[via]

thepoliticalnotebook:

A solidarity poster en français supporting the Moroccan reform/revolutionary movement: “Long live the fight of the Moroccan people! Freedom for the revolutionary prisoners! Down with the reactionary Moroccan regime and with French imperialism! 

[via]

charquaouia:

February 20th Movement activists perform a song, Long Live the People, which they wrote in support of the movement and the currently detained Moroccan rapper, Mouad Belghouat (L7a9ed)

mamfakinch:

Several Moroccan protesters, demanding more jobs in the northern city of Taza, have been wounded in clashes with the police.
Police car hit one of the demonstrators during the late Wednesday protests, leaving him in critical…

charquaouia:

Graphic footage of a young student after suffering from violent police repression during a protest in Taza, Morocco today, Jan. 4.

Mamfakinch is covering the ongoing events

thepoliticalnotebook:




An Incomplete List of the Best Protest Slogans and Revolutionary Catchphrases of 2011.الشعب يريد اسقاط النظام/Asha’ab yurīd isqāt anizām 
“The people want the fall of the regime” and it’s variations (The people want the fall of the Makhzen (ruling elite in Morocco), or the Field Marshal) is probably the most classic and well-known of all the chants. Its simplicity and versatility and its place in 2011’s incredible politics make it the shoo-in for first place on this list
We are the 99%
This has been an inescapable slogan, and has resonated very powerfully with people’s experiences of economic injustice around the world, becoming a rallying cry and a point of unification for Occupiers.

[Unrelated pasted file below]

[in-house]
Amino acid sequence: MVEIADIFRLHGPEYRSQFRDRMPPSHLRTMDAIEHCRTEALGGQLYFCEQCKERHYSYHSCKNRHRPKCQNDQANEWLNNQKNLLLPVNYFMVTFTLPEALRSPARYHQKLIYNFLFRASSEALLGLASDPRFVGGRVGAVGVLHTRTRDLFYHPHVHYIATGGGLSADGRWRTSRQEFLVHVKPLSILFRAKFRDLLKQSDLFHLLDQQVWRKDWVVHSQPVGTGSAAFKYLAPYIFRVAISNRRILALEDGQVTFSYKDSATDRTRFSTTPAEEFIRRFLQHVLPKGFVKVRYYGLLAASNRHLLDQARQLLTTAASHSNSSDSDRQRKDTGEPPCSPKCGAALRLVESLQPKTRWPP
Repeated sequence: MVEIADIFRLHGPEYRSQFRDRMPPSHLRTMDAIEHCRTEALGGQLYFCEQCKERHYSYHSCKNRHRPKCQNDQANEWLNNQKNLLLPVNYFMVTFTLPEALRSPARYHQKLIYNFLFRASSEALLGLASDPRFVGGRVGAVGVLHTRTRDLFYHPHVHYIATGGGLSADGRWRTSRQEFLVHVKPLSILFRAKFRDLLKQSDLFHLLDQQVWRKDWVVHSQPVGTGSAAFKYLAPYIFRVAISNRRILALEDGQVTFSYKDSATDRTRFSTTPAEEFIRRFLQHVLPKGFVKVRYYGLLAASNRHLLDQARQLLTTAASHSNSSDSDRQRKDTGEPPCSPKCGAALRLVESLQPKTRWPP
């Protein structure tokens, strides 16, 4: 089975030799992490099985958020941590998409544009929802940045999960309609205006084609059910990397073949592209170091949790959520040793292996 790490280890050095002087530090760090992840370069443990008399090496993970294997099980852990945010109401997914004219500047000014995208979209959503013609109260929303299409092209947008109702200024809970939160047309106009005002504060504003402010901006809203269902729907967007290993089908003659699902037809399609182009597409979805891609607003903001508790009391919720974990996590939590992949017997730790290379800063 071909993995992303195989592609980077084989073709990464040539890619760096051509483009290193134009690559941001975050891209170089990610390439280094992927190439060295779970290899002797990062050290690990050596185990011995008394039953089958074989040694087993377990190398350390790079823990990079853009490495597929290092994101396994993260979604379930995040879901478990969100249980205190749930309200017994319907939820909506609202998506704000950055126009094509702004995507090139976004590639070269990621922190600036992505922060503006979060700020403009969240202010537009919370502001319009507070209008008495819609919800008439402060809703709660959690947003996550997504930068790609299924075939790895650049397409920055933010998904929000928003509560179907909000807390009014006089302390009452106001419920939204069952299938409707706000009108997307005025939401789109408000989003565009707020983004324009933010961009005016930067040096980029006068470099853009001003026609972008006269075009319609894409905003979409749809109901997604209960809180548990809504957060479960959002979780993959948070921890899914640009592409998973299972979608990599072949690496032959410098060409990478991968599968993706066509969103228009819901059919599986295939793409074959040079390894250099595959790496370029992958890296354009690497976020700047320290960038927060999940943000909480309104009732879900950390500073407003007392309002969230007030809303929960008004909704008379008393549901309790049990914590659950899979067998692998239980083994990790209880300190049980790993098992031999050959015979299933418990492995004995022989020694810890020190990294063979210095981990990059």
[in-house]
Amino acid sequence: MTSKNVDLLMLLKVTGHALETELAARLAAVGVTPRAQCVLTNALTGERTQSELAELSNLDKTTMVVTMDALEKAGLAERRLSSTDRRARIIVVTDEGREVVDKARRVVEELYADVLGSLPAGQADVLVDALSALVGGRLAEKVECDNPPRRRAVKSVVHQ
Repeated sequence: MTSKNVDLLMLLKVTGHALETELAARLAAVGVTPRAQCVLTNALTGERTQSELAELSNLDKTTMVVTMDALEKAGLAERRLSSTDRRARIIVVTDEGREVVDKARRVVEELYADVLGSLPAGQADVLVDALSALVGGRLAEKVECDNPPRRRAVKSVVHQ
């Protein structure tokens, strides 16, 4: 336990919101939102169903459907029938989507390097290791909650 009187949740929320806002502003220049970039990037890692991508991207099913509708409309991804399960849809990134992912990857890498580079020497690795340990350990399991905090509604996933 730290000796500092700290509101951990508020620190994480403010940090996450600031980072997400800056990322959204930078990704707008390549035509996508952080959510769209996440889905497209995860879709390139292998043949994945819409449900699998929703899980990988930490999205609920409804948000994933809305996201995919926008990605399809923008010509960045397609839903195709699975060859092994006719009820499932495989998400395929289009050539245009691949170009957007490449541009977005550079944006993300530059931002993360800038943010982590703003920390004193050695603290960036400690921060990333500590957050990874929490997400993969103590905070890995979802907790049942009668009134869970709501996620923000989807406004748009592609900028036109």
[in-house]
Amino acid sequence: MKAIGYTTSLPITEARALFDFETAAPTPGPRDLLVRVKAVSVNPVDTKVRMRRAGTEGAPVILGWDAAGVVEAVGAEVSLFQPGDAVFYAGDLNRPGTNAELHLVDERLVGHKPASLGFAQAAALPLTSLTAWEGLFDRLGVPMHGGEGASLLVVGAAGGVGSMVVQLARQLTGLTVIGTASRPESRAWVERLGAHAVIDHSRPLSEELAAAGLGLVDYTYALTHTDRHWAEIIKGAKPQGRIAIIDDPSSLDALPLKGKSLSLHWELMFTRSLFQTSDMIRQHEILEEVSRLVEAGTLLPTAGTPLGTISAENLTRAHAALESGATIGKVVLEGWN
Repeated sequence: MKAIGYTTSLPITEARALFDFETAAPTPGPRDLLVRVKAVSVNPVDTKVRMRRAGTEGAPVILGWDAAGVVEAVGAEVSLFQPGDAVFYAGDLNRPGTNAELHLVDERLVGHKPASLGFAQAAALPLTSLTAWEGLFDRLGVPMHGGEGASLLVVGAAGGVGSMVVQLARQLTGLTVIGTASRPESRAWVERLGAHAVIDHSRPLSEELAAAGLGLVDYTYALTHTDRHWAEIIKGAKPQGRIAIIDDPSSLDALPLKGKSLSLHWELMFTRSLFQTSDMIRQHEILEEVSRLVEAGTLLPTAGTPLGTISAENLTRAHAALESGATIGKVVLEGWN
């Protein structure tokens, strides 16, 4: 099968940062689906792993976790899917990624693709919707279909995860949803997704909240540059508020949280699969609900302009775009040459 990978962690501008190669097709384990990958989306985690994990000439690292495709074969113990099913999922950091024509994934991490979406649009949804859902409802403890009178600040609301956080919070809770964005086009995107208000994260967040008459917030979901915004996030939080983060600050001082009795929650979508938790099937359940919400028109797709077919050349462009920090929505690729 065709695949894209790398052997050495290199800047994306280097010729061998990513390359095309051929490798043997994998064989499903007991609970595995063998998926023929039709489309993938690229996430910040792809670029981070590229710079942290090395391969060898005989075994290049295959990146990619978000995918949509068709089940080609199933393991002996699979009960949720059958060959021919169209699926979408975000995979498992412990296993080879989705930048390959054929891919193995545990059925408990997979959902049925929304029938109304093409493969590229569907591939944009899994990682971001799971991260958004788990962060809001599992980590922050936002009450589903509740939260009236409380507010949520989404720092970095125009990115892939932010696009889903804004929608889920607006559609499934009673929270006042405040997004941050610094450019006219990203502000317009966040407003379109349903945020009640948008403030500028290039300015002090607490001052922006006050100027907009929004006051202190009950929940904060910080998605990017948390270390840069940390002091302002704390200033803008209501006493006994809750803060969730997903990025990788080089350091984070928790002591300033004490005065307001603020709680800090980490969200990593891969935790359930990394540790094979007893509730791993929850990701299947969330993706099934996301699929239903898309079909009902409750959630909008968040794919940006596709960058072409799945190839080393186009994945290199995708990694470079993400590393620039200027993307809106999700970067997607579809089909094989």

ارحل/Irhal!
The command, Leave!, is directed at despots, from Ali Abdullah Saleh to Field Marshal Tantawi. Another versatile protest chant that has been heard in revolutionary music, painted on faces and walls and shouted in the streets countless times over thecourse of 2011.
يمكنك ان تدهس الورود، لكنك لا تستطيع ان تؤخر الربيع
“You can trample the roses but you cannot delay the spring” hardly has the ubiquity of “Asha’ab yurīd isqāt anizzām,” but happens to be one of my personal favorites.
Strike like an Egyptian.
An expression of admiration and solidarity, playing on “Walk like an Egyptian,” acknowledging the incredible influence of the North African revolutions.
The people are too big to fail.
The play on the famous phrase said about banks captures perfectly the intentions of the Occupiers and the potency of the Occupy movement. 
كن مع الثورة/Kun ma’ athawra
A beautiful sentiment: be with the revolution. Based on the saying “Be with Allah.”
We are the power!
One of the more popular ones heard in recent Russian protests against Putin’s governance and rigged parliamentary elections.